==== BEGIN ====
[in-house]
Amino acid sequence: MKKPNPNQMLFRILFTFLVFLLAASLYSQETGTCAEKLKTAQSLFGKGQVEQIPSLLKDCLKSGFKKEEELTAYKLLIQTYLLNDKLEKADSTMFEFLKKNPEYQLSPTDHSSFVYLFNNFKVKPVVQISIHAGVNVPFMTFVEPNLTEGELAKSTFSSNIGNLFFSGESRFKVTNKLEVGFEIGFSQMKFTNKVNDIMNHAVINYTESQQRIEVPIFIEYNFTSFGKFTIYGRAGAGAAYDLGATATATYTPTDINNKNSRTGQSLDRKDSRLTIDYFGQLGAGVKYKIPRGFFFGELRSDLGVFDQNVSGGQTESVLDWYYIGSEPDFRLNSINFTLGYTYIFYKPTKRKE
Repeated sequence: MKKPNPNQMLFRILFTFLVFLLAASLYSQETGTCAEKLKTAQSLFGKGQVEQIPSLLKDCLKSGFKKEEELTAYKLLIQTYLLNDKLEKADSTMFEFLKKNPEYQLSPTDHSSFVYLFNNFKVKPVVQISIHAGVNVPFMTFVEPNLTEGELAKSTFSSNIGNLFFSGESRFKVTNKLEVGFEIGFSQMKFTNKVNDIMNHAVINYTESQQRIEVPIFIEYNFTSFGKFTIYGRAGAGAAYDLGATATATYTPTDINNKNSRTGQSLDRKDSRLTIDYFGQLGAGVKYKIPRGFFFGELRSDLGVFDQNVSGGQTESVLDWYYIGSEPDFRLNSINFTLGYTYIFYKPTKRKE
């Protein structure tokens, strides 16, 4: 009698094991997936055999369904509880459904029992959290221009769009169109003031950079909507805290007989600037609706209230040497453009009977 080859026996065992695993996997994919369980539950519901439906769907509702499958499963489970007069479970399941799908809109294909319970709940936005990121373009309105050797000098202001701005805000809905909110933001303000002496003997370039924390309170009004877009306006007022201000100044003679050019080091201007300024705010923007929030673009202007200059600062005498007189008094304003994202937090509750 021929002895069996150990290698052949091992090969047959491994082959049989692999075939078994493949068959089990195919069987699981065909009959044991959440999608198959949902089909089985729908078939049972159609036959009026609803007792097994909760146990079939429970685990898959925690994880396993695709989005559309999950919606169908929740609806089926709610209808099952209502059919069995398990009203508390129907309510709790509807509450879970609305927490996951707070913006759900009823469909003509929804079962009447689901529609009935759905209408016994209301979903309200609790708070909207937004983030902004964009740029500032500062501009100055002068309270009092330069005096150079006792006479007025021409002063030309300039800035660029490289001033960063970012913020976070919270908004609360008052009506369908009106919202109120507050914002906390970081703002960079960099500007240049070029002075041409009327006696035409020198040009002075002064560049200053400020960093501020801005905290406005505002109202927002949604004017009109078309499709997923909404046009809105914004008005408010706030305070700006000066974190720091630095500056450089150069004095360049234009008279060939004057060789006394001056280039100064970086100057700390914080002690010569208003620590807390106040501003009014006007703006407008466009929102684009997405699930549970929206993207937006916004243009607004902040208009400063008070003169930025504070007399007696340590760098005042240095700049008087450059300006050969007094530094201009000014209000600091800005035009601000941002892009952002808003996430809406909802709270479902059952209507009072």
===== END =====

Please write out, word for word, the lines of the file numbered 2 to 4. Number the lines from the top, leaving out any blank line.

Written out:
Amino acid sequence: MKKPNPNQMLFRILFTFLVFLLAASLYSQETGTCAEKLKTAQSLFGKGQVEQIPSLLKDCLKSGFKKEEELTAYKLLIQTYLLNDKLEKADSTMFEFLKKNPEYQLSPTDHSSFVYLFNNFKVKPVVQISIHAGVNVPFMTFVEPNLTEGELAKSTFSSNIGNLFFSGESRFKVTNKLEVGFEIGFSQMKFTNKVNDIMNHAVINYTESQQRIEVPIFIEYNFTSFGKFTIYGRAGAGAAYDLGATATATYTPTDINNKNSRTGQSLDRKDSRLTIDYFGQLGAGVKYKIPRGFFFGELRSDLGVFDQNVSGGQTESVLDWYYIGSEPDFRLNSINFTLGYTYIFYKPTKRKE
Repeated sequence: MKKPNPNQMLFRILFTFLVFLLAASLYSQETGTCAEKLKTAQSLFGKGQVEQIPSLLKDCLKSGFKKEEELTAYKLLIQTYLLNDKLEKADSTMFEFLKKNPEYQLSPTDHSSFVYLFNNFKVKPVVQISIHAGVNVPFMTFVEPNLTEGELAKSTFSSNIGNLFFSGESRFKVTNKLEVGFEIGFSQMKFTNKVNDIMNHAVINYTESQQRIEVPIFIEYNFTSFGKFTIYGRAGAGAAYDLGATATATYTPTDINNKNSRTGQSLDRKDSRLTIDYFGQLGAGVKYKIPRGFFFGELRSDLGVFDQNVSGGQTESVLDWYYIGSEPDFRLNSINFTLGYTYIFYKPTKRKE
């Protein structure tokens, strides 16, 4: 009698094991997936055999369904509880459904029992959290221009769009169109003031950079909507805290007989600037609706209230040497453009009977 080859026996065992695993996997994919369980539950519901439906769907509702499958499963489970007069479970399941799908809109294909319970709940936005990121373009309105050797000098202001701005805000809905909110933001303000002496003997370039924390309170009004877009306006007022201000100044003679050019080091201007300024705010923007929030673009202007200059600062005498007189008094304003994202937090509750 021929002895069996150990290698052949091992090969047959491994082959049989692999075939078994493949068959089990195919069987699981065909009959044991959440999608198959949902089909089985729908078939049972159609036959009026609803007792097994909760146990079939429970685990898959925690994880396993695709989005559309999950919606169908929740609806089926709610209808099952209502059919069995398990009203508390129907309510709790509807509450879970609305927490996951707070913006759900009823469909003509929804079962009447689901529609009935759905209408016994209301979903309200609790708070909207937004983030902004964009740029500032500062501009100055002068309270009092330069005096150079006792006479007025021409002063030309300039800035660029490289001033960063970012913020976070919270908004609360008052009506369908009106919202109120507050914002906390970081703002960079960099500007240049070029002075041409009327006696035409020198040009002075002064560049200053400020960093501020801005905290406005505002109202927002949604004017009109078309499709997923909404046009809105914004008005408010706030305070700006000066974190720091630095500056450089150069004095360049234009008279060939004057060789006394001056280039100064970086100057700390914080002690010569208003620590807390106040501003009014006007703006407008466009929102684009997405699930549970929206993207937006916004243009607004902040208009400063008070003169930025504070007399007696340590760098005042240095700049008087450059300006050969007094530094201009000014209000600091800005035009601000941002892009952002808003996430809406909802709270479902059952209507009072």